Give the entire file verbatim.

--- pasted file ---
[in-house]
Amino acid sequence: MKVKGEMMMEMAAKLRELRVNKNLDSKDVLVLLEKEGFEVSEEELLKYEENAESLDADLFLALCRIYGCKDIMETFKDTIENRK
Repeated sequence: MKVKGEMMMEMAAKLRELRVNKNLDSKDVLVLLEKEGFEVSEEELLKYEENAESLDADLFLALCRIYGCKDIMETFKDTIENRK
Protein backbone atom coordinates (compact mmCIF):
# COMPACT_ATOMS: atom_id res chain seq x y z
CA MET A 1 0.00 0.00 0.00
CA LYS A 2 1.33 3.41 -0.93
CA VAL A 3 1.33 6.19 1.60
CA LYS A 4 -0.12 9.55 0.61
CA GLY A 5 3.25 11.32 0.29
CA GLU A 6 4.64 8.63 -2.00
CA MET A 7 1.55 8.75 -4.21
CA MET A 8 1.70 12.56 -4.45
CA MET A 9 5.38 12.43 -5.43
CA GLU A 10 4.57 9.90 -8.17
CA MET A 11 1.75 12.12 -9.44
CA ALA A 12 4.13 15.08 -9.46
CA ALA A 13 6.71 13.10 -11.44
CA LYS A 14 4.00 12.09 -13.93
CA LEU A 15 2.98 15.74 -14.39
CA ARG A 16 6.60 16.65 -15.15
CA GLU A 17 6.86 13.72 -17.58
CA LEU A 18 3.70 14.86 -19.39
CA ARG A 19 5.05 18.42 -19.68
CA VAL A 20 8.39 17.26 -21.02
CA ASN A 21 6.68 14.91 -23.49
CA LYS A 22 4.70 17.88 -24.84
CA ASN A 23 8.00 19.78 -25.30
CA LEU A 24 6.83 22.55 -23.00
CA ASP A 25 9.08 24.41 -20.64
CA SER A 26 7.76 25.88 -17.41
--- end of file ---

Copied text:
[in-house]
Amino acid sequence: MKVKGEMMMEMAAKLRELRVNKNLDSKDVLVLLEKEGFEVSEEELLKYEENAESLDADLFLALCRIYGCKDIMETFKDTIENRK
Repeated sequence: MKVKGEMMMEMAAKLRELRVNKNLDSKDVLVLLEKEGFEVSEEELLKYEENAESLDADLFLALCRIYGCKDIMETFKDTIENRK
Protein backbone atom coordinates (compact mmCIF):
# COMPACT_ATOMS: atom_id res chain seq x y z
CA MET A 1 0.00 0.00 0.00
CA LYS A 2 1.33 3.41 -0.93
CA VAL A 3 1.33 6.19 1.60
CA LYS A 4 -0.12 9.55 0.61
CA GLY A 5 3.25 11.32 0.29
CA GLU A 6 4.64 8.63 -2.00
CA MET A 7 1.55 8.75 -4.21
CA MET A 8 1.70 12.56 -4.45
CA MET A 9 5.38 12.43 -5.43
CA GLU A 10 4.57 9.90 -8.17
CA MET A 11 1.75 12.12 -9.44
CA ALA A 12 4.13 15.08 -9.46
CA ALA A 13 6.71 13.10 -11.44
CA LYS A 14 4.00 12.09 -13.93
CA LEU A 15 2.98 15.74 -14.39
CA ARG A 16 6.60 16.65 -15.15
CA GLU A 17 6.86 13.72 -17.58
CA LEU A 18 3.70 14.86 -19.39
CA ARG A 19 5.05 18.42 -19.68
CA VAL A 20 8.39 17.26 -21.02
CA ASN A 21 6.68 14.91 -23.49
CA LYS A 22 4.70 17.88 -24.84
CA ASN A 23 8.00 19.78 -25.30
CA LEU A 24 6.83 22.55 -23.00
CA ASP A 25 9.08 24.41 -20.64
CA SER A 26 7.76 25.88 -17.41